Editor's Choice

Editor's Choice
Eight-Bit Antiquities

Greg Tito | 24 Nov 2009 12:25
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The administrators of the NCHEG are gamers themselves, so they understand why having access to all of these games is inherently cool. But as historians, their collection sheds light on a more profound cultural shift than simply going from one console generation to the next. "The history of electronic games, written from a long-term perspective, will invariably be tied to the larger story of the transition from an analog to a digital society," said Wheeler when I asked him what the collection was all about. "Electronic games are a combination of technological advances and the cultural context in which they were created; they are a confluence of technology and play. The artifacts have stories to tell and lessons to teach us, if we allow them."

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Dan still displays his family's Atari by his TV, a reminder of his ill-fated experiment. But instead of being ashamed of its old-timey-ness, he shows it off as a sign of his geek credibility. Any nerd would be impressed by such a relic, one that helped shape the hobby that defines so many gamers' lives. To him, the Atari 2600 is not just a worthless paperweight - it's an important artifact that deserves a place of honor in his home.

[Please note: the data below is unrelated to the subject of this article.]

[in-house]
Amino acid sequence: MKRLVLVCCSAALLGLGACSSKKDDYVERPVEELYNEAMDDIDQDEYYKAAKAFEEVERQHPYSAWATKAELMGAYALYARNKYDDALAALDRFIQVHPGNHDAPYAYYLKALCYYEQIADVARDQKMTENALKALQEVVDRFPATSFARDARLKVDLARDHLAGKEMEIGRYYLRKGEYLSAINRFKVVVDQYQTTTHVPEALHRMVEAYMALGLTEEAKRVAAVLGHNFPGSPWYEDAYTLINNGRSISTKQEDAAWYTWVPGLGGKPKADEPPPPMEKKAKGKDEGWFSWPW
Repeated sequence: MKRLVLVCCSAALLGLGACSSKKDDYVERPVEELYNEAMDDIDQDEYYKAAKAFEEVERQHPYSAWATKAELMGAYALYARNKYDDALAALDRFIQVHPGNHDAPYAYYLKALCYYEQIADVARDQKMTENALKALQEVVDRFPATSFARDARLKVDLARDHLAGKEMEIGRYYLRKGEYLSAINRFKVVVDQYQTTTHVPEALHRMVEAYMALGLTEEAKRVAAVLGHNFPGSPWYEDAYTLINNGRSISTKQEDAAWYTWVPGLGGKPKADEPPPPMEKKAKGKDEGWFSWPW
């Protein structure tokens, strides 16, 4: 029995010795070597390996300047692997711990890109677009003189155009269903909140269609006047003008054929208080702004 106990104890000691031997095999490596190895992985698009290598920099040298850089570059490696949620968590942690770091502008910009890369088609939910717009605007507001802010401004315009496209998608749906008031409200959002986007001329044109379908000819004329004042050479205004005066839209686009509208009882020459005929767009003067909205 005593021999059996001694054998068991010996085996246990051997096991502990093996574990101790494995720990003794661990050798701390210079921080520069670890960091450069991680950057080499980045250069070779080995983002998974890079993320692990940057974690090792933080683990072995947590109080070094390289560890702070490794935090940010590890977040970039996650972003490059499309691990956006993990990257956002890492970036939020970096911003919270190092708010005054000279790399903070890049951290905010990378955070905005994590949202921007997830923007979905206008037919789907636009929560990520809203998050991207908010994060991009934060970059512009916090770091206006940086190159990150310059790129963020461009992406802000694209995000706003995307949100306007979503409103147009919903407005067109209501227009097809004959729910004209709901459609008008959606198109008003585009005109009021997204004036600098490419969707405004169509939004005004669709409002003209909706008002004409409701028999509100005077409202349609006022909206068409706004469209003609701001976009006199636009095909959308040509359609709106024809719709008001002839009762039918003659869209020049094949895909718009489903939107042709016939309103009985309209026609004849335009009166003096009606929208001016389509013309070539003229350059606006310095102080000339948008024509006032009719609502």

Seeing it so proudly displayed reminded me of the treasures of an Egyptian pharaoh or a medieval scholar. My recent foray into ancient gaming pieces made me wonder what videogame hardware will be important enough to be sought after 100 or even 500 years from now. I realized that I had accumulated quite a collection of old game systems myself - nowhere near the size of the NCHEG's, of course, but more than those of most of today's gamers. In my cramped apartment, I've managed to save room for my first NES (with the lightgun and its original gamepads), a Super Nintendo and an aging Xbox. Mind you, none of these systems are hooked up to my TV - they're just collecting dust, waiting to be freed from their cardboard prisons and exhibited once again.

But perhaps that's about to change. It was always my dream to have a game room with a dedicated nook for each console and an A/V switch that would allow me to keep them all hooked up and ready to play. And since I've just relocated to a much larger apartment, that dream could become a reality. I've begun to look at my friends' old consoles with a collector's monocle and greedy hands. Dan's Atari 2600 was a prime target.

"Hey, how much do you want for that Atari? Twenty bucks? Sold!"

That's a cheap price for a piece of gaming history.

Despite working in New York City for 10 years as a freelance games journalist, playwright and theater producer, Greg Tito has a hard time convincing people that playing Grand Theft Auto 4 makes him feel nostalgic.

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